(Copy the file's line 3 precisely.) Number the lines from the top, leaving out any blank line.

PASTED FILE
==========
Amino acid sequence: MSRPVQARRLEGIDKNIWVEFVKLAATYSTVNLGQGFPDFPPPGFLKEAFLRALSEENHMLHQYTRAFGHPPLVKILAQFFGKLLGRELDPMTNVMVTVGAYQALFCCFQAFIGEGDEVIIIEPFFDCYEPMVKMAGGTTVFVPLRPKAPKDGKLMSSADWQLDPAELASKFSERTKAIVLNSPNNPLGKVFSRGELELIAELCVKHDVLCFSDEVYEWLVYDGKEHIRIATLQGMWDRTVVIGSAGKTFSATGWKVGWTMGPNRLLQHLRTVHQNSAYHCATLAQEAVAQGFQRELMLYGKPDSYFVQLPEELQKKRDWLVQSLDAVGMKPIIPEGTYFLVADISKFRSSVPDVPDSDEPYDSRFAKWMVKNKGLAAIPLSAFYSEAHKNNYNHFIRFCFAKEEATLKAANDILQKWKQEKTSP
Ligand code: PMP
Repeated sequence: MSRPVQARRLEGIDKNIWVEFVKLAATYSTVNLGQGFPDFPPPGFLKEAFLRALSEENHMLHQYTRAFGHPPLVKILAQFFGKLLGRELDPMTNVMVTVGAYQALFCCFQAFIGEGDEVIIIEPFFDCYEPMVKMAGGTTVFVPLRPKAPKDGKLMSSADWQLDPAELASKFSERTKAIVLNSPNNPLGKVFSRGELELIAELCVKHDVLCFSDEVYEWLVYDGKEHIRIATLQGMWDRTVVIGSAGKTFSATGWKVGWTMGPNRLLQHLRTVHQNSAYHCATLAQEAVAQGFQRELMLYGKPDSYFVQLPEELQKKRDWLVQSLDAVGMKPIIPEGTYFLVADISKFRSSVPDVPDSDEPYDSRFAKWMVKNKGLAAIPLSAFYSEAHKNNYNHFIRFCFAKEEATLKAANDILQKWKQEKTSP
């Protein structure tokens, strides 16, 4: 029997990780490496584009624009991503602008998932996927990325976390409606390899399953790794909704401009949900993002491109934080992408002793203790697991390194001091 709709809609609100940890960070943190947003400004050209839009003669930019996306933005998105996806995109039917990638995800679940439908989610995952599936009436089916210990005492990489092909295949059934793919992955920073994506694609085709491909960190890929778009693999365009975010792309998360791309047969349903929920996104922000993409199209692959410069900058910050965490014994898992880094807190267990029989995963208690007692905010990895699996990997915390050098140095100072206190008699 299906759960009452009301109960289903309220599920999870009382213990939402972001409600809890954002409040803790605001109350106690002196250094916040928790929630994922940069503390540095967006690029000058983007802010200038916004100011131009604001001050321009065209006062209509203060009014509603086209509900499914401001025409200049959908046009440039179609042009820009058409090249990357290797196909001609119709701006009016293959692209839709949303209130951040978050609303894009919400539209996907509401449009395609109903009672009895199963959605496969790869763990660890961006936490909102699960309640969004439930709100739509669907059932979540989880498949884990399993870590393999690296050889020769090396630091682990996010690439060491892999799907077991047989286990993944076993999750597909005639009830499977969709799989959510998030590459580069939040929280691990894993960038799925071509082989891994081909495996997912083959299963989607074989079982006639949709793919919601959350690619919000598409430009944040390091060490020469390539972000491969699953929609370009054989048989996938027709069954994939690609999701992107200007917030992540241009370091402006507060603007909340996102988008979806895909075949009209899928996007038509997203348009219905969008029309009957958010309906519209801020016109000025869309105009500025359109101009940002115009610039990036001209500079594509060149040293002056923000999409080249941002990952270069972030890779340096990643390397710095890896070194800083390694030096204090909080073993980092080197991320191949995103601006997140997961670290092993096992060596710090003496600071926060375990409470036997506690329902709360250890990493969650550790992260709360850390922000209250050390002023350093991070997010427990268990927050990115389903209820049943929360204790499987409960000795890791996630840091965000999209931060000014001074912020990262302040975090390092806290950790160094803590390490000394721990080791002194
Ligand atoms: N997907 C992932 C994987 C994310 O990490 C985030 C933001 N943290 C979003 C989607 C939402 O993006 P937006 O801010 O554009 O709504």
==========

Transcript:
Repeated sequence: MSRPVQARRLEGIDKNIWVEFVKLAATYSTVNLGQGFPDFPPPGFLKEAFLRALSEENHMLHQYTRAFGHPPLVKILAQFFGKLLGRELDPMTNVMVTVGAYQALFCCFQAFIGEGDEVIIIEPFFDCYEPMVKMAGGTTVFVPLRPKAPKDGKLMSSADWQLDPAELASKFSERTKAIVLNSPNNPLGKVFSRGELELIAELCVKHDVLCFSDEVYEWLVYDGKEHIRIATLQGMWDRTVVIGSAGKTFSATGWKVGWTMGPNRLLQHLRTVHQNSAYHCATLAQEAVAQGFQRELMLYGKPDSYFVQLPEELQKKRDWLVQSLDAVGMKPIIPEGTYFLVADISKFRSSVPDVPDSDEPYDSRFAKWMVKNKGLAAIPLSAFYSEAHKNNYNHFIRFCFAKEEATLKAANDILQKWKQEKTSP